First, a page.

One of the great things about having an allotment is that it gives me extra room to grow things that take up loads of space. Sqaush are a prime example of this: they can spread out to cover 4-5m sq of soil if you’re not careful, and that’s just not practical in most city gardens.

So top of my list on getting the allotment were squash plants. I stuck in some seeds at the start of the summer, and then later on saw some unknown squash plants at the kids’ school summer fair.

Unable to resist, I spent the last of the ice cream money on a couple of plants. Ignoring the plaintive wailing I promised the boys untold delights as the mysterious plant bore its fruit.

This is how the adventure began. An adventure that led to my growing the biggest squash you have ever seen. Me! On my humble allotment!

I planted the innocent-looking thing, unaware of the joy it would bring, and watered it. Over the next few weeks I fed it regularly, acknowledging that hoary old adage that you can never overfeed a squash. It started to grow. Vigorously.

After a month or two some of the flowers started forming fruits. I started to get excited. Going down to the plot at weekends, I was able to track the progress. Imagine my surprise when, in just a week or two, the fruits grew to the size of small pumpkins! What variety had I bought? How big would they get?

They kept on growing. Within a month of appearing, the squash were now the size of beachballs. Neighbouring plot holders were starting to comment admiringly. I kept on feeding. They kept growing.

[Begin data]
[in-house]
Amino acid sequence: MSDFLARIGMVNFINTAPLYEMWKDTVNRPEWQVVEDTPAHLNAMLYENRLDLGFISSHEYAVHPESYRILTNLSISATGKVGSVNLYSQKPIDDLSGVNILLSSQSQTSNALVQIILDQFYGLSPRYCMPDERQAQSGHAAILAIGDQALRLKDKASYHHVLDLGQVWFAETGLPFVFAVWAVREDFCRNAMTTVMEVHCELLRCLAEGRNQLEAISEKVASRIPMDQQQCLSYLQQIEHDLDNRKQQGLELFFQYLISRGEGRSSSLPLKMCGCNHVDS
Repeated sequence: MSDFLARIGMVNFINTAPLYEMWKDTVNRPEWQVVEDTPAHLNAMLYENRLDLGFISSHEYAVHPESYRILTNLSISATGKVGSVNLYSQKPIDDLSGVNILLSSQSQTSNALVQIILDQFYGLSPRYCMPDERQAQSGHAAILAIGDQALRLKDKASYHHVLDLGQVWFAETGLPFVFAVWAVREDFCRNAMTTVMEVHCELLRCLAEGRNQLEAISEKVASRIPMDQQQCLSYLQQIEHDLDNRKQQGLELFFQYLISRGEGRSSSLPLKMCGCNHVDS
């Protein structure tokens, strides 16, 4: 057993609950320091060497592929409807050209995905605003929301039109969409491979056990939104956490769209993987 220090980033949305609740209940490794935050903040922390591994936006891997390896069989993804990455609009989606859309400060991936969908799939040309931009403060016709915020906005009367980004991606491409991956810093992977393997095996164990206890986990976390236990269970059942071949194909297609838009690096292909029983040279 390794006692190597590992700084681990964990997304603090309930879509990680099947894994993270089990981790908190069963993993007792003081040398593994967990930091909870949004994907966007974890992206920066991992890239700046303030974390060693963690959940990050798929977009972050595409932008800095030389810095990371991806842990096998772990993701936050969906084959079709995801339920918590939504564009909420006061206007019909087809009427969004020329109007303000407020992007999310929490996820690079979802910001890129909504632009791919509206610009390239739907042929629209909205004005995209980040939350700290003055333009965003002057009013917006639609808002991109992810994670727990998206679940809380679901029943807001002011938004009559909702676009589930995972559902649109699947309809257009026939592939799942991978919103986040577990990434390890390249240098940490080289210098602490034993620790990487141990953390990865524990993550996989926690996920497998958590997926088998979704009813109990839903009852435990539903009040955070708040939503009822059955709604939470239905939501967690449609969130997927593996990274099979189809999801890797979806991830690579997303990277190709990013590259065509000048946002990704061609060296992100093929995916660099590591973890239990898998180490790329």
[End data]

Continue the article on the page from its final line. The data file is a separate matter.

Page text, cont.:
Late August and things were getting ridiculous. By now I had given up feeding the plants, but they carried on undeterred. I came back from a couple of weeks’ holiday to find awe-struck allotmenteers pointing at my plot. The squash were now over 1m tall and wide and starting to cast a shade on next door’s plot. Stories abounded of how the geriatric vegetable thief in the corner plot had put his back out trying to steal one. People began to ask my advice on all sorts of growing matters. The local paper left me messages about a possible feature.

And still they grew! Now they were almost head high. I was beginning to wonder how long it would take to eat them, and also how I might be able to fit them into a saucepan. Or the kitchen, for that matter.

Eventually I decided enough was enough. Borrowing an axe from a friend I spent an hour hacking through the stalks to stop the growing once and for all. I won’t bore you with the details of how I moved them off the plot, but before cooking them I placed them on the clean white sheet you see above to capture their glory on film.

But then it occured to me. Yes, they look beautiful in the photo above, but without any sense of perspective you can’t really appreciate their size. However, as luck would have it, just before I moved them a few friends were passing my plot. Members of the Beckenham Allotment Historical Re-enactment Society, they were on their way to a re-enactment of the Siege of Carthage.

I asked them to pose for a photo next to the smallest of the squashes. They kindly obliged. You can see the results in the pic below, which gives some idea of the actual size of the squashes:

Two gentlemen in fancy dress posing alongside quite a large squash

On the ipod while stirring a bathtub of squash soup: Kate Nash / Pumpkin Song. Nothing to do with pumpkins as far as I can tell from the lyrics, but a nice song.